[15] SLOVENIAN PARLIAMENT REJECTS GOVERNMENT LINE-UP.

    Slovenia's legislature on 6 February split down the middle, with 45 members voting for and 45 against Prime Minister Janez Drnovsek's proposed cabinet, Reuters reported. The prime minister, who must obtain at least a simple majority for parliamentary ratification, had formed a coalition including his own Liberal Democratic Party, the former communists or United List of Social Democrats, the pensioners' party, Desus, and the Nationalist Party. Drnovsek has ten days to present a new line-up. Parliamentary elections were held on 10 November. -- Stan Markotich

    [16] ROMANIA'S CURRENCY CONTINUES TO FALL.

    The leu's exchange rate on 6 February dropped to 6,069 to the dollar, thus surpassing another "psychological threshold," Romanian media reported. Over the last years the leu has fallen steadily: in October 1993, it reached 1,000 lei to the dollar; in July 1995, 2,000; in June 1996, 3,000; in late December 1996, 4,000; and it hit 5,000 on 20 January 1997. The Romanian currency has depreciated slightly over 50% since the beginning of the year. Former Prime Minister Nicolae Vacaroiu criticized a recent statement by Labor Minister Alexandru Athanasiu disclosing that the country's budget was calculated at $1 to 7,500 lei. According to Vacaroiu, such indiscretion smacked of a lack of professionalism. He predicted that the minister's disclosure would lead to big difficulties on the local currency markets. -- Dan Ionescu

    [17] DNIESTER PARLIAMENT APPROVES NEW GOVERNMENT STRUCTURE.

    After weeks of heated debates, the Supreme Soviet of the self-declared Dniester Moldovan Republic on 4 February approved the new government structure proposed by its president and prime minister, Igor Smirnov, BASA-press reported on 6 February. The structure provides for 10 ministries, 10 state committees, four departments, and a state service. The former government comprised 17 portfolios. Sources in Tiraspol said the staff was cut by 30%. Smirnov is expected to renounce the prime minister post as soon as the constitution is changed. The most probable candidate for premier is the person who will take over the newly created post of cabinet's first deputy chairman in charge of the economy. Smirnov was re-elected president of the breakaway region last December. -- Dan Ionescu

    [18] BULGARIA'S MARKET CONTINUES TO COLLAPSE.

    The lev continued its free fall as the Bulgarian National Bank set the exchange rate for 7 February to 2,608 leva to the dollar, up from 1,638, Pari reported. In early January, the exchange rate was around 500 leva to the dollar. Basic staples have disappeared from store shelves. Only "two of every 10 stores are still working," 24 chasa cited Deputy Director of the State Price Commission Stefko Popov as saying. Restaurants, shops, and wholesale suppliers still in business prefer payments in dollars, despite the official ban of trading in hard currency. "The only thing that could be done now is to lift price controls and remove administrative trade restrictions in foreign currency," said Krassen Stanchev, director of the independent Institute for Market Economy. -- Maria Koinova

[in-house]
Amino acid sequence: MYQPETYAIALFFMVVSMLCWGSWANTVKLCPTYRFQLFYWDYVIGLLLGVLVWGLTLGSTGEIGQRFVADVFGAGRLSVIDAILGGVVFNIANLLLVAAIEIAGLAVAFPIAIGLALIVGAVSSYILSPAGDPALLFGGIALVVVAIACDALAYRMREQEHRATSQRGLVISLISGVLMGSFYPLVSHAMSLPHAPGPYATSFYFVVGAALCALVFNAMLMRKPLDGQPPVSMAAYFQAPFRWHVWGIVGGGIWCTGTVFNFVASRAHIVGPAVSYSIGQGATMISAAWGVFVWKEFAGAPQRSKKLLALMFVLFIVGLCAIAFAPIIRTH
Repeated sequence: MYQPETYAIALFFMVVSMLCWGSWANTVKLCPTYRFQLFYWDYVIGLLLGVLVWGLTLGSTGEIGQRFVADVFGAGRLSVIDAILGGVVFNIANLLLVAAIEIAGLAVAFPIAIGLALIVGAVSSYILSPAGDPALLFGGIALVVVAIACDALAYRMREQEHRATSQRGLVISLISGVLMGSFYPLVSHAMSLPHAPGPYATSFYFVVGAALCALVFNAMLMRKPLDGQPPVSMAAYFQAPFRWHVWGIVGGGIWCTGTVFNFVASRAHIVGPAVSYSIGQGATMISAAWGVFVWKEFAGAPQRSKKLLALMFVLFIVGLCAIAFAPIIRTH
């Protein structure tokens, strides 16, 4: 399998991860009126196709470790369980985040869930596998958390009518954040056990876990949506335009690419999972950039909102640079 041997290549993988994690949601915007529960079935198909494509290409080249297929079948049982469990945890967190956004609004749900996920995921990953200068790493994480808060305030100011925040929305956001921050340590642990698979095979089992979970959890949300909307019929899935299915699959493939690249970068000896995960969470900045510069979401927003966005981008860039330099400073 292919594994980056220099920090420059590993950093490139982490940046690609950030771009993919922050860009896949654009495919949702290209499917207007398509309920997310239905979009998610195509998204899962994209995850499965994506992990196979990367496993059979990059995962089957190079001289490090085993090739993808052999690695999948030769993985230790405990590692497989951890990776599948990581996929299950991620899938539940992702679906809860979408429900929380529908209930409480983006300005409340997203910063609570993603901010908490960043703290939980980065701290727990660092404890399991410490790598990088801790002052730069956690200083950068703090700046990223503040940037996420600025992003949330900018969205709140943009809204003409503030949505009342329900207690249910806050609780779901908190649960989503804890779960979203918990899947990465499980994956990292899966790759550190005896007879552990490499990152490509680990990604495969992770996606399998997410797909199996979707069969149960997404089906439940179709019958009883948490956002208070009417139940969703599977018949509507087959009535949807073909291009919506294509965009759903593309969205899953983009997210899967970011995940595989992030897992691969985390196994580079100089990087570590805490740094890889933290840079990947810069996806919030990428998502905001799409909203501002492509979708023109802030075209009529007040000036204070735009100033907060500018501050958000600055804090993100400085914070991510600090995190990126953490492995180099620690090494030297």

[19] BULGARIAN POLITICAL ROUNDUP.

    In a letter to the Bulgarian Socialist Party's (BSP) Control Commission, former BSP leader Zhan Videnov on 6 February demanded that Nikolay Dobrev be expelled from the party's ranks at the plenary meeting scheduled for 7 February for returning the mandate to form a new BSP-led government, Kontinent reported. Videnov accused Dobrev and BSP Chairman Georgi Parvanov of "betrayal and treason." Parvanov will ask for a confidence vote at that plenary meeting. If the delegates vote against him, a party congress must elect a new leader, according to BSP statutes. The Socialists continued their parliamentary boycott on 7 February, forcing a second session to be called off because the necessary quorum was not reached. Meanwhile, Sofia Mayor Stefan Sofiyanski confirmed that he was asked unofficially by President Petar Stoyanov to head the caretaker government, which will conduct the early parliamentary elections set for April. -- Stefan Krause

    [20] DAILY PROTESTS IN VLORA.

    Some 15,000 protesters gathered in Vlora on 7 February, the third day of anti-government protests following the collapse of the Gjallica pyramid scheme, Reuters reported. The previous day, up to 30,000 demonstrated there, laying siege to a police station, jostling police forces, and hurling stones at riot police. The protesters demanded the release of some 30 people arrested late on 5 February after battles with police in which gunfire was exchanged and about ten people were injured. The situation in Vlora remained tense during the night. The interior ministry vowed that any attacks on official buildings would be met with force. Port authorities ordered all docked boats--four foreign vessels and six Albanian--to move out to sea, fearing protesters might try to storm them. Police gave up unsuccessful attempts to contain and disperse demonstrators. -- Fabian Schmidt